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GDPR (almost) one year on - How does compliance look to you?

ByKirsten Hill |NewsFundraisingMailingMarketing |18 February 2019

It has now been almost a year since GDPR became enforceable by law, so we thought this would be a good opportunity to consider how it has impacted your organisation.

As we all remember, GDPR came in to effect on 25th May 2018 to change the way organisations hold data and how they contact their supporters/customers. It is there to protect people’s personal data and to make sure that organisations only store and use data where they have permission to do so, or where another legal basis for processing can be applied.  There are 6 legal bases on which processing can be applied and these are as follows:

  • Consent
  • Contract
  • Legal obligation
  • Vital interests
  • Public task
  • Legitimate interest

How has GDPR impacted the databases of organisations?

According to a recent survey which was taken by 176 charity workers and conducted by nfpSynergy in conjunction with Third Sector:

  • More than half of charities surveyed have seen that the number of supporters they contact by email has decreased due to GDPR  
  • 37% of the respondents also said that their postal database had decreased to some extent
  • 20% of respondents claimed that their phone database had also decreased as a result of compliance regulations.

After reviewing the research, founder of nfpSynergy, Joe Saxton stated “Given that people have spent years building up these databases of supporters, this could mean a large set of income-generating and relationship-building opportunities are no longer possible. Some organisations have seen their opportunities to raise money severely diminished”.

Our own data, process and compliance manager has noticed that an increased caution and awareness of litigious action, has undoubtedly led to a reduction in some mailing quantities of our clients.

We are aware of instances in which organisations have unfortunately discovered that since the introduction of GDPR enforcement they have significantly reduced their databases of contactable supporters due to taking an extremely cautious approach to GDPR.

Even if you think they may have changed their mind, or not seen your original communication, it’s not possible to go back to previous supporters who you’d asked to provide consent for communications but didn’t hear back from.  Whilst these previous supporters must unfortunately be forgotten about, focus can now be fixed on acquiring and retaining new supporters.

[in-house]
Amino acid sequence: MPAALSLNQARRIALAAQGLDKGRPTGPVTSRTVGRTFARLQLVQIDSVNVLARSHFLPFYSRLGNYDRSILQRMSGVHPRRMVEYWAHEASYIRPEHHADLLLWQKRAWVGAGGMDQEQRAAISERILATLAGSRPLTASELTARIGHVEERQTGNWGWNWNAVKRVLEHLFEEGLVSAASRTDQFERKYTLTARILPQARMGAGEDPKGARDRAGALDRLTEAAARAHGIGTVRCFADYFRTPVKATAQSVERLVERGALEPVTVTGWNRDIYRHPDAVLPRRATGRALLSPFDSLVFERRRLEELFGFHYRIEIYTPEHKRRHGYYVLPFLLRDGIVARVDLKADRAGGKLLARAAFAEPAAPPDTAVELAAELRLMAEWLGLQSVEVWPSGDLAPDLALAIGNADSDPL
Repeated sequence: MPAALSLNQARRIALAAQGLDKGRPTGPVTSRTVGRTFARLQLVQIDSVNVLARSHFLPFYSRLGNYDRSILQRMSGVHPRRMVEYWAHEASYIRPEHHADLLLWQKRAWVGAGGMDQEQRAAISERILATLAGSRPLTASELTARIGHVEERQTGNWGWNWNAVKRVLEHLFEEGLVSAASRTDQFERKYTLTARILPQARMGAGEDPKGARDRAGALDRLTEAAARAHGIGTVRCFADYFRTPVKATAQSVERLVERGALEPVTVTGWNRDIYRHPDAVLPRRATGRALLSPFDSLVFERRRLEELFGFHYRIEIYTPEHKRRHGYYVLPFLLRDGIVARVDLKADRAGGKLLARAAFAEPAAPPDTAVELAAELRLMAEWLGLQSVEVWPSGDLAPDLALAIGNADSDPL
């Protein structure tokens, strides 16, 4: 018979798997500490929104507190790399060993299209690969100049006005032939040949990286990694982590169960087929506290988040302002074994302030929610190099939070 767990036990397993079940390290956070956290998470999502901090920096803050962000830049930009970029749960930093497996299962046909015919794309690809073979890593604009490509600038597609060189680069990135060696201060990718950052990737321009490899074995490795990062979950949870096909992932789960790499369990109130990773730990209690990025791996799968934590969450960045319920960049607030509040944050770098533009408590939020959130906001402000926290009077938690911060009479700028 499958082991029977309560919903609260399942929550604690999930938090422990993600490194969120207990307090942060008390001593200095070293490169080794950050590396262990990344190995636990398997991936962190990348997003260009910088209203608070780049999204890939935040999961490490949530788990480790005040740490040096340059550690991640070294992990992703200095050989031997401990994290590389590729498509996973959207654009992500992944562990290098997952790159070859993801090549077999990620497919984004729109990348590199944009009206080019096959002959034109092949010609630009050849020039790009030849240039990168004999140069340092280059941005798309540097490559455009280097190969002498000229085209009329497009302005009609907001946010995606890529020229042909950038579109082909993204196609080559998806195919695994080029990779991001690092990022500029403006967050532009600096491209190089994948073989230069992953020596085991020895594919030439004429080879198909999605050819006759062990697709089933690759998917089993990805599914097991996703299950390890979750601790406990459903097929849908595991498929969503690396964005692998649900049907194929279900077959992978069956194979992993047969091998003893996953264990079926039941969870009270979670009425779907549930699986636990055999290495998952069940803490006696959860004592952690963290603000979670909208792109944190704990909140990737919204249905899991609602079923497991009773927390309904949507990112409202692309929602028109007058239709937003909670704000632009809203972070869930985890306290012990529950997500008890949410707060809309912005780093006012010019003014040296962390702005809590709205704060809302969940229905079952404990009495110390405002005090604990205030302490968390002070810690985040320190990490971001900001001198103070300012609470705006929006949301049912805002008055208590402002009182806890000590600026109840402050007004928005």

As we reach the one year anniversary of GDPR it’s also been noted that organisations are considering different approaches to address the loss of supporters.  Examples include:

  1. Producing impact reports that highlight the shortfalls caused and then circulating these as a way to both raise awareness and encourage contact (from new and old supporters)
  2. Including articles in charity newsletters in the hope that they are seen by readers and their family/friends and other members of the community etc depending upon the circulation of the newsletter or magazine.

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What actions are you taking to acquire new supporters in light of GDPR?

Of course, it should be remembered that organisations can also use legitimate interest in certain circumstances when it comes to contacting their supporters. Organisations may be able to rely on legitimate interests for data processing of:

  • Postal marketing
  • Emails to existing customers/supporters using the soft opt-in option (B2B only under PECR)
  • Telephone marketing to individuals who have not previously objected to you, or numbers which are not listed on the Telephone Preference Service (TPS)

If your organisation uses legitimate interest as the basis for processing data, you must undertake balancing tests such as a Legitimate Interest Impact Assessment (LIA). Click here to find out more about the Assessment.

GDPR – what has the overall impact been for charities so far?

Many charities have said that preparing for GDPR was a huge task that took many hours to ensure that they were compliant. They have also stated that it has limited the charity’s capacity to carry out their mission by affecting their ability to contact their current supporters and gain new ones.

However, despite a few negative comments within the charity sector, 70% of charities surveyed (within the post GDPR survey conducted by nfpSynergy and Third Sector) have said that GDPR has helped their organisation get its data protection process in order, and half of the respondents said that they felt that GDPR would help improve trust in the charity sector.

Did you know we can help your organisation?

At Yeomans our experts in data and compliance can help organisations like yours to ensure that they are in line with the law and are communicating to their supporters and holding data in the correct way.

We have many years of experience in the fundraising and marketing sector, (and have attended many training courses and webinars on GDPR) so are well placed to offer support and advice, provide a sounding board for your ideas and to perhaps even provide an independent voice of reason where it may help.

If you’re looking for additional advice on GDPR or would like to find out more about the impact it has had in the charity sector, we also hold GDPR masterclasses. Details of our upcoming masterclasses can be found here


  • Third Sector 
  • Know your compliance 
  • The Direct Marketing Association (UK) Ltd (2018). GDPR for marketers: The essentials. London: DMA.
  • Facebook – Fundraising chat group (conversation accessed 15.02.2019)
  • Images courtesy of istock
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